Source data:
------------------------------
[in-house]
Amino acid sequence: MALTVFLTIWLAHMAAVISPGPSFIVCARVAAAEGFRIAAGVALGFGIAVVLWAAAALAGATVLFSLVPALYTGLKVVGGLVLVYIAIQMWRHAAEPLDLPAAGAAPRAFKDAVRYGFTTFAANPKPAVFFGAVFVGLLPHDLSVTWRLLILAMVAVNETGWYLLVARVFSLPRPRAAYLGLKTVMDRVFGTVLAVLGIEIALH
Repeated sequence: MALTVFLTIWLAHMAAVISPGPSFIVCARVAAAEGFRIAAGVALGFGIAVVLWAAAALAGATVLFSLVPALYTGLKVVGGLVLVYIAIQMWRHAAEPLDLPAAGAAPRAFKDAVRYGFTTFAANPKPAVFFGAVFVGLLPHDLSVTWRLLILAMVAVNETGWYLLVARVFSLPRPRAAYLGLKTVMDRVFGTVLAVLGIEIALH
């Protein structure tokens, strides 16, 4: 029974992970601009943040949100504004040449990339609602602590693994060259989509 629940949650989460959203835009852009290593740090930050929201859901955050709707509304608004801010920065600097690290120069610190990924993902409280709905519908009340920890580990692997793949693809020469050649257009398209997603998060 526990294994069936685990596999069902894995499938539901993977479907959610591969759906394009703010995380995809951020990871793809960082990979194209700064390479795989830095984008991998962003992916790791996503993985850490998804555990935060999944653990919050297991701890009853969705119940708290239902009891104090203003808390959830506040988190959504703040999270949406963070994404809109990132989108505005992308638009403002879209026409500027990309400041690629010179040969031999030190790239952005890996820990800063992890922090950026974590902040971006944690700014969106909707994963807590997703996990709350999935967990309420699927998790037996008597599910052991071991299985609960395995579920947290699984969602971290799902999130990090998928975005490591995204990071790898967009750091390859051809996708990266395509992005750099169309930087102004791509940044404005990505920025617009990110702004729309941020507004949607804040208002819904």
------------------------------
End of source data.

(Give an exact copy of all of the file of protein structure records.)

[in-house]
Amino acid sequence: MALTVFLTIWLAHMAAVISPGPSFIVCARVAAAEGFRIAAGVALGFGIAVVLWAAAALAGATVLFSLVPALYTGLKVVGGLVLVYIAIQMWRHAAEPLDLPAAGAAPRAFKDAVRYGFTTFAANPKPAVFFGAVFVGLLPHDLSVTWRLLILAMVAVNETGWYLLVARVFSLPRPRAAYLGLKTVMDRVFGTVLAVLGIEIALH
Repeated sequence: MALTVFLTIWLAHMAAVISPGPSFIVCARVAAAEGFRIAAGVALGFGIAVVLWAAAALAGATVLFSLVPALYTGLKVVGGLVLVYIAIQMWRHAAEPLDLPAAGAAPRAFKDAVRYGFTTFAANPKPAVFFGAVFVGLLPHDLSVTWRLLILAMVAVNETGWYLLVARVFSLPRPRAAYLGLKTVMDRVFGTVLAVLGIEIALH
């Protein structure tokens, strides 16, 4: 029974992970601009943040949100504004040449990339609602602590693994060259989509 629940949650989460959203835009852009290593740090930050929201859901955050709707509304608004801010920065600097690290120069610190990924993902409280709905519908009340920890580990692997793949693809020469050649257009398209997603998060 526990294994069936685990596999069902894995499938539901993977479907959610591969759906394009703010995380995809951020990871793809960082990979194209700064390479795989830095984008991998962003992916790791996503993985850490998804555990935060999944653990919050297991701890009853969705119940708290239902009891104090203003808390959830506040988190959504703040999270949406963070994404809109990132989108505005992308638009403002879209026409500027990309400041690629010179040969031999030190790239952005890996820990800063992890922090950026974590902040971006944690700014969106909707994963807590997703996990709350999935967990309420699927998790037996008597599910052991071991299985609960395995579920947290699984969602971290799902999130990090998928975005490591995204990071790898967009750091390859051809996708990266395509992005750099169309930087102004791509940044404005990505920025617009990110702004729309941020507004949607804040208002819904």